Bit in the middle of the nest and then ND16? lands on Little Bit. All of that caused me to hold my breath for a moment ——along with anyone else watching closely at that time.

Little Bit was just minding his own business on the nest with 16 over at the rim and 15 up higher in the branches.

Adult arrives. You can see Little Bit behind and under the left wing and chest of the adult.

That is 16 on top of Little Bit. That little yellow foot on the right under 16 belongs to Little Bit.

Just look. Little Bit’s entire wing has been pulled over. Oh, gosh. My heart is sinking by now.

Gosh. Little Bit seems to have had everything that could happen – happen – to him. Here he is out sniffing around wanting to make that steal!

Little Bit gets that prey item and is still working on it when at 10:06:50 a fish is delivered. 16 gets it but walks away. 15 doesn’t even come down to eat and 17 takes that fish!

16 left the fish to moved up to the parent like it wanted the adult to feed it. Can you imagine when Little Bit looked over and saw that whole fish!!!!!!!! It is at the bottom right of the ‘1 Foot’ indicator.

Little Bit ate almost the entire fish. He walked away with a little left that 16 took.

I would say that Little Bit deserved that fish after what happened with the first delivery. He also deserved it because he has worked so bloody hard eating all the scraps off the nest and dried fish and Raccoon. What an amazing eaglet he is –so glad that he was not injured earlier.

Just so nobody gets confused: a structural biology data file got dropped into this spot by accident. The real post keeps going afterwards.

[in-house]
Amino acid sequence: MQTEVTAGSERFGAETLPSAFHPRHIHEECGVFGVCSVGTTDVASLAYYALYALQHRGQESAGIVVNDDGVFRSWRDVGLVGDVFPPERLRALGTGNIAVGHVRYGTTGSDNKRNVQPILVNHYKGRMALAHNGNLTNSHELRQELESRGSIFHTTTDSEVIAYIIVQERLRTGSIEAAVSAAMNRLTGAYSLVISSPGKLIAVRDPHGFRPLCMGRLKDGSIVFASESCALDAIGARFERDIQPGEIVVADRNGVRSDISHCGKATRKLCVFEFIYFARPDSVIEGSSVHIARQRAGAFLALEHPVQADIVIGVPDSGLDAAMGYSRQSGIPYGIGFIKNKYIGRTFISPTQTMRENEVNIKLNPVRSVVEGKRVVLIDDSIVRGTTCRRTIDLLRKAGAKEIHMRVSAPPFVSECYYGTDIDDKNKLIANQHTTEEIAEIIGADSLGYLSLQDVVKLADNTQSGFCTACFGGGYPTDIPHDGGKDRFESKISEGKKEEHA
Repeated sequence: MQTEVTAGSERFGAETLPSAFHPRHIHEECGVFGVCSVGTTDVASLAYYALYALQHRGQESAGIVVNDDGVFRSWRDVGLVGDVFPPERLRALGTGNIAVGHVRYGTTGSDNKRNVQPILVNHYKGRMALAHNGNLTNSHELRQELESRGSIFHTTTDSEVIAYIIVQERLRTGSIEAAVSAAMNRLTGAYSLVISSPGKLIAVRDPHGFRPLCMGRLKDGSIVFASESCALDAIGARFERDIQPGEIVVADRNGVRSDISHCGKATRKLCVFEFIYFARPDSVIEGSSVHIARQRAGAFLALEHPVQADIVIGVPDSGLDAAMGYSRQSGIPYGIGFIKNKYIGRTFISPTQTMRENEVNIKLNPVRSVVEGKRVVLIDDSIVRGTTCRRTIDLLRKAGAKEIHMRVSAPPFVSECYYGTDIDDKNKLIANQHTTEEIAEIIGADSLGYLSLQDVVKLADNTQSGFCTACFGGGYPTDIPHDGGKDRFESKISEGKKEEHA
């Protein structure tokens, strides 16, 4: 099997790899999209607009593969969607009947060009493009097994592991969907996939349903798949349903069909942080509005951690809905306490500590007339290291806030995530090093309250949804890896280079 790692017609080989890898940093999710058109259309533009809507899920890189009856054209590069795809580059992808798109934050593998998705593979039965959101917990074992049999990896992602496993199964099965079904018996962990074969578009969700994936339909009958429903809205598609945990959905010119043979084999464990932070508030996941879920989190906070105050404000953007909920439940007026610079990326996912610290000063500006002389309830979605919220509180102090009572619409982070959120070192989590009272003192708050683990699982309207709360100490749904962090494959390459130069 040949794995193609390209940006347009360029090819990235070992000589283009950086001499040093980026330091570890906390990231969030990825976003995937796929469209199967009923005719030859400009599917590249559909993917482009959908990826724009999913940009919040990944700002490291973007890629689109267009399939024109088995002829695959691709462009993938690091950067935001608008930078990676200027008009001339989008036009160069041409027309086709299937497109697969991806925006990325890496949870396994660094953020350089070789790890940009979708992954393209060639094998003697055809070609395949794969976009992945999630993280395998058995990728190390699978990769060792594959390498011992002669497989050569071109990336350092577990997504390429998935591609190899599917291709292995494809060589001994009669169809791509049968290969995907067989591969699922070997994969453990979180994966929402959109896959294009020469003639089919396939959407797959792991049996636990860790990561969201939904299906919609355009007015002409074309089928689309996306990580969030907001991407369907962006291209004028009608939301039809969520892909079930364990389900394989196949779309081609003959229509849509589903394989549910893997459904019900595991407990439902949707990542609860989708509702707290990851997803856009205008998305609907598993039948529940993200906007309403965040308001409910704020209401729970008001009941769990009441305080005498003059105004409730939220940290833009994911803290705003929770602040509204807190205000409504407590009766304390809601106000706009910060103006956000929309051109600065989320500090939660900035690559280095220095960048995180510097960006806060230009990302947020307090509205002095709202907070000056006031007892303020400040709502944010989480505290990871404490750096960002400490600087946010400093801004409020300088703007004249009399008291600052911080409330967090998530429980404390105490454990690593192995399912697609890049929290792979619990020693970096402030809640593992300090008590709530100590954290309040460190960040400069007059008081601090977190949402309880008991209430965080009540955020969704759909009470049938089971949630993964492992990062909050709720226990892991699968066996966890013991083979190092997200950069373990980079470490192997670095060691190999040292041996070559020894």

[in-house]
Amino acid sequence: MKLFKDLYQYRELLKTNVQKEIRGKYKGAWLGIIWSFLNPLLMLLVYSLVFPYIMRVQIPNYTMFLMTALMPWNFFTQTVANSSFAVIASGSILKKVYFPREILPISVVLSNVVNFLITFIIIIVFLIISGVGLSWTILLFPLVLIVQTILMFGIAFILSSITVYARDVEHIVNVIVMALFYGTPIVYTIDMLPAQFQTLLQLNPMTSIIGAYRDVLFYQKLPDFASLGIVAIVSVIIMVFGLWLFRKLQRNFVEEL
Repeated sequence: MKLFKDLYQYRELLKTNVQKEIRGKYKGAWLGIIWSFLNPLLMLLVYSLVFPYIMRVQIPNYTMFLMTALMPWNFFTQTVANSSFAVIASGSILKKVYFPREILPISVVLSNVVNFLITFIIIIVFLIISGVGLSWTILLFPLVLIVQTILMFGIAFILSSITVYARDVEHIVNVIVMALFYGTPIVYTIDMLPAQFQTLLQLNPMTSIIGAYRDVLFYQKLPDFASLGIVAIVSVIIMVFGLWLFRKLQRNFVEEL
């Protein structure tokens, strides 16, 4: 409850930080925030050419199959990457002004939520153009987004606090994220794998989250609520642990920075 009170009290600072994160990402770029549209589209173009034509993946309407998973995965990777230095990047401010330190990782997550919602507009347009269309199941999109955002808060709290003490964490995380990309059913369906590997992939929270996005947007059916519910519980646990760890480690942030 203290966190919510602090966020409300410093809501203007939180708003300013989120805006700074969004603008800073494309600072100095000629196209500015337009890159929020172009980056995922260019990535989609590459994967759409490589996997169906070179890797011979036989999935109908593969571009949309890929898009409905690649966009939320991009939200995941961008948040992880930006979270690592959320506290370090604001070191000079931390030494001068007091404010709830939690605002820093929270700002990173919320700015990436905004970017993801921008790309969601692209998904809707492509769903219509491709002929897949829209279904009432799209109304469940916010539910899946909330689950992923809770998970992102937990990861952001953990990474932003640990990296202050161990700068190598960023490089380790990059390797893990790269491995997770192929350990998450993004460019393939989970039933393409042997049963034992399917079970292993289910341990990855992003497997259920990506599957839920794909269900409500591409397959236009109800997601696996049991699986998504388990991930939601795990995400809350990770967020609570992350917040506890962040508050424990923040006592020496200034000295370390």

At the Cornell Red-tail Hawk nest, L4 is on the fledge ledge. It is windy.

L4 is really getting some air.

Ospreys have been arriving and one has been moving sticks around the Cape Henlopen State Park nest that say the adults dead or disappear and the three chicks starve last weekend.

Everything looks good at the Glacier Gardens nest of Liberty and Freedom. the wee ones had their breakfast and are napping with Mum.

There was some excitement at the Redding nest of Liberty and Guardian. It ‘appeared’ that Star had fledged but later it was confirmed that it was Sentry flying off and then he returns chasing Liberty who arrives with a fish.

At the National Arboretum nest of Mr President and Lotus, one of the adults is keeping a close eye on Takoda who is running up and down the branch on the right hand side. It is windy. Will today be the day for Takoda to fly?

Ahote and Sky are on the natal nest this morning at the West End nest of Thunder and Akecheta. The adults will know where Kana’kini is and they will often now deliver prey off the nest to the fledglings if they are elsewhere.

Sky has been doing some great hovering but has yet to take that first flight.